In the Shadow of the Crown (Queens of England, #6)

ISBN: 0609810197
ISBN 13: 9780609810194
By: Jean Plaidy

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About this book

As Henry VIII's only child, the future seemed golden for Princess Mary. She was the daughter of Henry's first queen, Katharine of Aragon, and was heir presumptive to the throne of England. Red-haired like her father, she was also intelligent and deeply religious like her staunchly Catholic mother. But her father's ill-fated love for Anne Boleyn would shatter Mary's life forever. The father who had once adored her was now intent on having a male heir at all costs. He divorced her mother and, at the age of twelve, Mary was banished from her father' s presence, stripped of her royal title, and replaced by his other children--first Elizabeth, then Edward. Worst of all, she never saw her beloved mother again; Katharine was exiled too, and died soon after. Lonely and miserable, Mary turned for comfort to the religion that had sustained her mother. In a stroke of fate, however, Henry's much-longed-for son died in his teens, leaving Mary the legitimate heir to the throne. It was, she felt, a sign from God--proof that England should return to the Catholic Church. Swayed by fanatical advisors and her own religious fervor, Mary made horrific examples of those who failed to embrace the Church, earning her the immortal nickname " Bloody Mary." She was married only once, to her Spanish cousin Philip II--a loveless and childless marriage that brought her to the edge of madness. With In the Shadow of the Crown, Jean Plaidy brings to life the dark story of a queen whose road to the throne was paved with sorrow.

Reader's Thoughts

Erica Lyn

Mary Tudor is my favorite character of the Tudor period; I have long been fascinated with her, and tried to understand her thoughts as to what she did in her reign and why. Jean Plaidy is one of my favorite authors of historical fiction. Putting the two together should have been a dream, right?Honestly, not so much.As much as I love the author and the subject matter of this book, it was pretty much a chore to get through. I can't quite figure out why, but it took me forever to read, and I just had to push myself through it, rather than be engaged enough to find myself unable to put it down. Definitely not one of her better works, which saddens me.


How can someone take one of the most interesting periods of history and make it this boring??I was hoping to get a intriguing, interesting, fiery(no pun intended!) story of the infamous "Bloody Mary." Instead I found a passive whiney brat.And the writing was lacking. It was like hearing a boring story from your 103 year old great-aunt many years after the fact instead of an in-the-moment exciting account. Do yourself a favor, skip over this.


I just couldnt get into this book. I tried and tried, but I couldnt make it past about page 150.


This book sheds more light onto Henry VIII after the time of Anne Boelyn. It is the story of his first daughter Mary by Catherine of Aragon. Very interesting.

Gordon Ehler

I would have loved to have met and talked with Eleanor Hibbert, the real name of the author of this book and so, so many others. She was a master in period details and research, and this book is a gem. Mary, the first borne daugther of Henry VIII is the subject of In the Shadow of the Crown, and the author brings her roller-coaster life into focus. Probably not for those desing a superficial ride, this book goes much deeper into Mary's personality, attributes and flaws.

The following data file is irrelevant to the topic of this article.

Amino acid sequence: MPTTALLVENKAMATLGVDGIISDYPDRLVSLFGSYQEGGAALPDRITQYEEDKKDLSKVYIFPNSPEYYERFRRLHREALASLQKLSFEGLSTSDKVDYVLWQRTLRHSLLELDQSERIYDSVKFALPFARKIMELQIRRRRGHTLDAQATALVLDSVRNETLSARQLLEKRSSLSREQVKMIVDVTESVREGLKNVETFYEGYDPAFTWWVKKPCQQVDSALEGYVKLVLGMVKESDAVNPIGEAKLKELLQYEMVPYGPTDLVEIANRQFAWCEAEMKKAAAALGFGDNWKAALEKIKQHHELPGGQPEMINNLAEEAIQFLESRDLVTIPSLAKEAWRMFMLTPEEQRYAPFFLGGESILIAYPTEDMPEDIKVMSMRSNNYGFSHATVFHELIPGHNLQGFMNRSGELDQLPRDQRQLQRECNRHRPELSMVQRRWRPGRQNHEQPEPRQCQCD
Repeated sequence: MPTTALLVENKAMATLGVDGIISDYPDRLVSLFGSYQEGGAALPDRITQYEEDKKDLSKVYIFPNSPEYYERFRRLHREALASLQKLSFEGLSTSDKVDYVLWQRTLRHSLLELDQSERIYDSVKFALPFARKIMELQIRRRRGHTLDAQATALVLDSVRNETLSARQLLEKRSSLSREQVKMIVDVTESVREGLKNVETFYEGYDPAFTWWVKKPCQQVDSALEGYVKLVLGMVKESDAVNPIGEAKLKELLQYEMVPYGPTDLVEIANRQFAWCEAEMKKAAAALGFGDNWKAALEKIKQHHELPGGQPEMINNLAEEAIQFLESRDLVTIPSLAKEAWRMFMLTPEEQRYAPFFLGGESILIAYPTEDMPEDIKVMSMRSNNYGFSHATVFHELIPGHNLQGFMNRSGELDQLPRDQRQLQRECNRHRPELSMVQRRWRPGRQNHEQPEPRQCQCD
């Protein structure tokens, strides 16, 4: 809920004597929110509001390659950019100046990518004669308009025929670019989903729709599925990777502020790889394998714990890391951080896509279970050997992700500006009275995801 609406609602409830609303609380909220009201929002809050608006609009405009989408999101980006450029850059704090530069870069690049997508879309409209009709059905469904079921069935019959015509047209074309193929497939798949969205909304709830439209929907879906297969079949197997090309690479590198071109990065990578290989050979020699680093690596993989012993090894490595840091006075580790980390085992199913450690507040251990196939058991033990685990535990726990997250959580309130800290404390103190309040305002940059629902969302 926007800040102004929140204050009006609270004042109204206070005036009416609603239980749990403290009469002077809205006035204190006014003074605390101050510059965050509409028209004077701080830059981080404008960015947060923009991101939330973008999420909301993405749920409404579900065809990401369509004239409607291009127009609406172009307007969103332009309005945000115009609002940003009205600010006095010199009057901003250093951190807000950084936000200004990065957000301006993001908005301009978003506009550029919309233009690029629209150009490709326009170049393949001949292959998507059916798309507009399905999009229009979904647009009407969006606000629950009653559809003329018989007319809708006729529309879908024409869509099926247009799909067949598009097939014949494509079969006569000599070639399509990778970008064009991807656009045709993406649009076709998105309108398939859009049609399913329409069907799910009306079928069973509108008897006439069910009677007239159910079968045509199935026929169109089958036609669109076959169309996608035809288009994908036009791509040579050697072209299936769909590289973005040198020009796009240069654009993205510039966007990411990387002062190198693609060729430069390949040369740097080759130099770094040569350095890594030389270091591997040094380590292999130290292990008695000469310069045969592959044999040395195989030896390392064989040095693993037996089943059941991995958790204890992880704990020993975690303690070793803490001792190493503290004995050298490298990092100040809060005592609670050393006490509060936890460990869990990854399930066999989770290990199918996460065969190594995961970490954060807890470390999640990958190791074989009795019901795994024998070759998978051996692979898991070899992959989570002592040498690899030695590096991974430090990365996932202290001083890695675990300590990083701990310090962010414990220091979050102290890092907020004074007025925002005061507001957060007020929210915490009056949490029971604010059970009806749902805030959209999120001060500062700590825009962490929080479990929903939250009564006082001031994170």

Missy Zell

About Bloody Mary, Henry 8th’s first daughter who killed many reformist protestant people who would not conform to the traditional catholic religion and give the power back to the pope.


It really brought history to life for me. Very interesting and educational!


This book was okay. It got a bit repetitive at its end.

Aura Garcia

A bit repetitive if you've read the books about Henry VII's wives


You only hear the negative side of "bloody Mary" But this book explains her life and you can understand all of her.


I really enjoyed this book until it actually started talking about the life of the supposedly main character of the book, Mary Tudor, the daughter of King Henry VIII and Katherine of Aragona. From a good historical novel it turned into a sappy Harlequin. I was skipping page after page trying to find some interesting fact through all the long complaints on the loveless life of the poor queen!! Anyway, although it took forever to finish, I think Jane Plaidy is really good at making people like me digest historical facts, so I'm still giving it four stars in spite of the endless 'cry me a river' scenes. And finally, if nothing else, it is now clear to me who the famous/infamous Bloody Mary was!


The tudor spell! <3


All of Plaidy's books are great!

Laura Finger

Poor maligned Queen Mary. The tragic daughter of a tragic mother and an egomaniac father. Plaidy has a gift for humanizing British rulers, especially the ones that popular history would like to shove into the shadows.This is a great portrait of a woman who was used by her father and was forced to play a deadly game of surviving Tudor politics. I really enjoyed reading it, and Plaidy is in her element in this one.

Shelly Benson

I am not dumb Jean Plaidy! How many times do you have to tell me...Henry didn't want to change his religion, just who was the head of the church. I GOT IT! However, I always enjoy Plaidy's books, and this one was no exception. Poor, poor misguided Mary. What a different life she might have had had her father never met Ann Boleyn. I have read so much about Elizabeth, and have sadly neglected her predecessor. I was happy to right that with reading this book.

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